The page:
I was five the day I first discovered death.
A cat-got songbird on the lawn, frail, prone,
some final beauty to a mangled chest
that had been crushed mid-flight, a life undone;
I found a counting in my numbered breaths.
I carried the body about with me,
smoothing short feathers on the perfect head,
alive with a new-born empathy –
and then Dad saw us. Wash your hands. He said.
Instead I made a grave by the chestnut tree.
Once burial was done, I fled to my room,
sat cross-legged by the boarded fire-place
and one by one imagined every future tomb;
each person I loved in a cold tight space,
their eyes limed over into sightless stones.
I stayed, there stuck in this enormity,
until, again, Dad came along, saw tears
and sat to share the carpet, growing kindly.
He listened as I gabbled out my fears;
why live at all when death’s a certainty?
He did not laugh, or speak of God Above.
Instead he put a huge arm round my shoulders
and silently reminded me of love.
Then he said, why live? Well, for each other.
Besides, we’ve all got so much left to prove.
Poet: Ruth Irwin. Illustrated by Judi Bailey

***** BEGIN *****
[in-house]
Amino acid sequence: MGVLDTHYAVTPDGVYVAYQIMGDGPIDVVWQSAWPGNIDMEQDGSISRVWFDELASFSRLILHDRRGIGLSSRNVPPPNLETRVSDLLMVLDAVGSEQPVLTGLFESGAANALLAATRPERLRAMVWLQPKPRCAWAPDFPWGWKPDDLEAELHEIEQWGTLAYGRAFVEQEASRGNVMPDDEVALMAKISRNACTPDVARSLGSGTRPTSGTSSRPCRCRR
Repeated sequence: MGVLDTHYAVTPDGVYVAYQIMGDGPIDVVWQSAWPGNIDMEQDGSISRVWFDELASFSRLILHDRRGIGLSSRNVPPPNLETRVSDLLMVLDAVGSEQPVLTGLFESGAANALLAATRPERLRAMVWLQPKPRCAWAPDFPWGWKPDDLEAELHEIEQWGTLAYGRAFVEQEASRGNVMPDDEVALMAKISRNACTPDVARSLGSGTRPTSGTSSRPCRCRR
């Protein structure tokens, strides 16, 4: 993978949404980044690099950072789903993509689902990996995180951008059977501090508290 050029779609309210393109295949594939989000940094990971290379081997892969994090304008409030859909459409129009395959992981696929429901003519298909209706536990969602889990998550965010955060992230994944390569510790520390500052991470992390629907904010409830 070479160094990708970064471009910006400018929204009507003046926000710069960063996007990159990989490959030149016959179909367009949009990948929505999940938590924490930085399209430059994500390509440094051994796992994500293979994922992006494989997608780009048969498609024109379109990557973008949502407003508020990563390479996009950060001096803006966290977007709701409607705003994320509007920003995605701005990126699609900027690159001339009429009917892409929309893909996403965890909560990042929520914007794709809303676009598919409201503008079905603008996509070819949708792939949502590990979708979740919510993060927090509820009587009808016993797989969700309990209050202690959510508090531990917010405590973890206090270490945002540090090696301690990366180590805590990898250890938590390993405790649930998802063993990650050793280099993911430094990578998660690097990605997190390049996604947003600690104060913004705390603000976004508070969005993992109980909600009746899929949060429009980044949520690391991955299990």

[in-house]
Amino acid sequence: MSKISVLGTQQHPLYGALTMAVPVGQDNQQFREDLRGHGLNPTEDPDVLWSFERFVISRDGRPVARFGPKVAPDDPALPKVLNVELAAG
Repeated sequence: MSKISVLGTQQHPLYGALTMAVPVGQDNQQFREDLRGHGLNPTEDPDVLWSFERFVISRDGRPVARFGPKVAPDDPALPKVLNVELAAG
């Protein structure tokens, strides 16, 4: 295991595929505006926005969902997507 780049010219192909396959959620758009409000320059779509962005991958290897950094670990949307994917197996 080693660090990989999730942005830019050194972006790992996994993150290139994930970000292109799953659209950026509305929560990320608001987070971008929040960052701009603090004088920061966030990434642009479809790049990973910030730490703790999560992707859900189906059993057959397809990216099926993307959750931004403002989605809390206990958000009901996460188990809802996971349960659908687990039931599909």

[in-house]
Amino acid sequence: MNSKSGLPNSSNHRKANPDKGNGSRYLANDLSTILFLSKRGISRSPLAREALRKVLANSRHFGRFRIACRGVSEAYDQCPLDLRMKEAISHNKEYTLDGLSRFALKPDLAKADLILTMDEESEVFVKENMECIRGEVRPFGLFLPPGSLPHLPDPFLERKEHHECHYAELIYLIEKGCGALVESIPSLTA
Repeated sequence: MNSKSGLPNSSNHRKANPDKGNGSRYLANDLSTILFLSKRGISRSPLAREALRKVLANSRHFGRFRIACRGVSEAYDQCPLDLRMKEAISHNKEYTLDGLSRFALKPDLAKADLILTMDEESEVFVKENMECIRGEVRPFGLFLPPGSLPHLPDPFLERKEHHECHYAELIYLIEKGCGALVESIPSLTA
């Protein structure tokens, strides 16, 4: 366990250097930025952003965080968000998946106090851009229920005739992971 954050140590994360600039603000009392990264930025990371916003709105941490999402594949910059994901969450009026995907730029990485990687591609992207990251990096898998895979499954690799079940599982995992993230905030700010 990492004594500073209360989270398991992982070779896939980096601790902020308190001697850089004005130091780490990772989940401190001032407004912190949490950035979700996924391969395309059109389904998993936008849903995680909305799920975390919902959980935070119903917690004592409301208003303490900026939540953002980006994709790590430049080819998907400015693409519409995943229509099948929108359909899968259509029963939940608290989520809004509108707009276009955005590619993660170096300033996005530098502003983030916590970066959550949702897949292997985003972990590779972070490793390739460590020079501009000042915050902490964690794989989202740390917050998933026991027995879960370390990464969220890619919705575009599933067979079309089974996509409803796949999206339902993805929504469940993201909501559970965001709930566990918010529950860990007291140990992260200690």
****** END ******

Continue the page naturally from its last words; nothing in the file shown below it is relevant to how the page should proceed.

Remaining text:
‘The Greenfinch in the Garden’ was placed Second for the Poems Please Me Prize 2015.
Ruth Irwin is a poet from London. She recently finished an MA in Creative and Life Writing at Goldsmiths, and currently works as a Teaching Assistant in an East London secondary school. Visit Ruth’s e-zine here – a new (Nov 2015) project with a friend.
See other illustrations of this and all winning and commended poems in our eBook Red on Bone
Ruth, you told my story! I was very moved by your words.
Your poem has beautiful balance and excellently controlled rhythm. I also love the contrast in the lines…
“and then Dad saw us. Wash your hands. He said.
Instead I made a grave by the chestnut tree.”
I really enjoyed this poem about death. However it is very reminiscent of a certain Larkin poem. Maybe try and channel your poetic voice more in the future. Look forward to it. R x